Neck Pain

By Osteopath Ella Meehan

Neck pain can be a painful, frustrating and even frightening experience. It can be acute (sudden) or chronic (long lasting) and can occur for various reasons. There are many treatment options available to help you overcome your pain, and restore your mobility and function. This blog will discuss the reasons we experience neck pain, and the strategies we can employ to overcome it.  

Anatomy of the neck:

The neck, also known as cervical spine, is made up of 7 vertebrae. Between each vertebrae there are discs. Surrounding and supporting the joints are various ligaments. Muscles attach to various parts of the cervical spine, creating movement of the neck. Weaving in and around the cervical spine are important blood vessels and nerves.  

Why should I get my neck pain checked?

It is important to get neck pain investigated by a trained health professional, as sometimes serious pathologies present as musculoskeletal problems. Sometimes problems with the heart, lungs, blood vessels and other organs can produce neck pain symptoms, therefore it is important to have serious conditions screened for and excluded before you assume the neck pain is harmless.  

 

What musculoskeletal elements are causing my neck pain?

Neck pain can be caused by injury to the discs, joints, ligaments, nerves, and muscles. 

Acute (sudden) neck pain can be caused by minor or major trauma. Chronic (long lasting) neck pain is when the complaint has persisted for 6 or more months. Chronic neck pain can be caused by prior injury (i.e minor or major trauma) that is maintained by lifestyle factors (for example: lack of regular exercise, long work hours, repetitive movements). Pain can also be caused by degeneration where the structure of the bones and joints change as a result of wear and tear due to overuse or older age. 

Minor trauma refers to situations where the neck is under strain, for example: 

  • Sitting at a desk or in a car for prolonged periods 
  • Sleeping in an awkward or uncomfortable position 
  • Trying a new exercise or job where the body is unaccustomed to the movement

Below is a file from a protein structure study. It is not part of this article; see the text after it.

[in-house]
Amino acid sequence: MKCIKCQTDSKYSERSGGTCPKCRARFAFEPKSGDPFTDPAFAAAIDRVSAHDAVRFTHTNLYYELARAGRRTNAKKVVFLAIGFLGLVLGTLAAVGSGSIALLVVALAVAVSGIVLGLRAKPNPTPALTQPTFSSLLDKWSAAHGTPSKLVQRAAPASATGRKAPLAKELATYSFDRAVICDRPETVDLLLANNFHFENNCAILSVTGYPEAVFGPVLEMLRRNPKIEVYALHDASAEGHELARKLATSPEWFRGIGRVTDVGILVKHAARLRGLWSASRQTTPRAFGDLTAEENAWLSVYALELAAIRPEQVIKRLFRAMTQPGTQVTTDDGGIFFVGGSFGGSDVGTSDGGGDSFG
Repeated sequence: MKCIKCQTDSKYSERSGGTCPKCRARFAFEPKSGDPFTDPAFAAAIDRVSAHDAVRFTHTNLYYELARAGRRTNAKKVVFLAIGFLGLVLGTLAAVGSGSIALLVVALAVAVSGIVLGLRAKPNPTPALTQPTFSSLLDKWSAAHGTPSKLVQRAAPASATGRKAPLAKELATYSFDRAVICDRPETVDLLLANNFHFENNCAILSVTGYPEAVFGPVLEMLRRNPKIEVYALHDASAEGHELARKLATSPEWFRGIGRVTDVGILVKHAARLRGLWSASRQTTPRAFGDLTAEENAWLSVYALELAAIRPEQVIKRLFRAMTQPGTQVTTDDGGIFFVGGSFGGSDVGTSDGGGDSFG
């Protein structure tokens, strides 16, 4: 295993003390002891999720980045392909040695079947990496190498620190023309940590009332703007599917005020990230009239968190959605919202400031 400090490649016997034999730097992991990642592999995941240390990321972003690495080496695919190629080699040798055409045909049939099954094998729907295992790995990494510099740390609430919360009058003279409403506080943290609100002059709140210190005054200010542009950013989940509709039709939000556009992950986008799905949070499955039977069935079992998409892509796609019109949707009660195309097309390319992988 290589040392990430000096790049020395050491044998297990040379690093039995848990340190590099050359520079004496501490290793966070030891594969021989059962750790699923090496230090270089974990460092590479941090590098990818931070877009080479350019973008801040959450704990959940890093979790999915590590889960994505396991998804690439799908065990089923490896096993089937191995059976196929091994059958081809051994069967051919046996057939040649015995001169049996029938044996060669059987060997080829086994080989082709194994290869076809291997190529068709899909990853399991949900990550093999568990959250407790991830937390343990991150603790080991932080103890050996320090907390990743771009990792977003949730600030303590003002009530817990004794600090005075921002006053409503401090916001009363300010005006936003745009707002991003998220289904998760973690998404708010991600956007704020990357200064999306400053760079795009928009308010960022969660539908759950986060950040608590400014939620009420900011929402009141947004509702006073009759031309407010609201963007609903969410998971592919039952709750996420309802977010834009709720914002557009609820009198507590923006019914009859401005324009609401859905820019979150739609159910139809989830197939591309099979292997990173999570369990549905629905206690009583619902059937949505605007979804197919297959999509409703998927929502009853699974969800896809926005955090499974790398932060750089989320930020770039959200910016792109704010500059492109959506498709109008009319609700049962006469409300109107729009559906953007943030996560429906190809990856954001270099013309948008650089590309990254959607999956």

Major trauma refers to situations where the neck is more seriously damaged, for example: 

  • Motor vehicle accident 
  • Diving accident – hitting the bottom of a pool or rock  
  • High speed contact sports where head collisions occur 

The mechanism of injury (i.e. the way the injury came about) as well as the nature and pattern of your pain provides clues as to what structures could possibly be affected. Sometimes neck pain can also radiate into the upper back, shoulders and arms, can contribute to headaches, and can cause numbness and tingling in the upper limbs. The source of the pain may be due to muscle spasm, joint sprain, disc bulge, disc degeneration, arthritis, nerve impingement, and other spinal conditions. Assessment of your range of motion and tenderness adds to the clinical picture to form a diagnosis. Sometimes imaging is necessary to examine the neck more closely, but this is not always the case.  

How do I overcome neck pain?

Exercise 

Research from Sterling and colleagues (2019) suggests exercise is an effective way to manage neck pain. Strengthening the neck and upper back, improving muscle control, and engaging in aerobic exercise (such as brisk walking, jogging, cycling, and swimming) are all beneficial in the treatment of neck pain to help improve mobility and function. Importantly, exercise has a hypo-analgesic effect, meaning it decreases our sensation and perception of pain.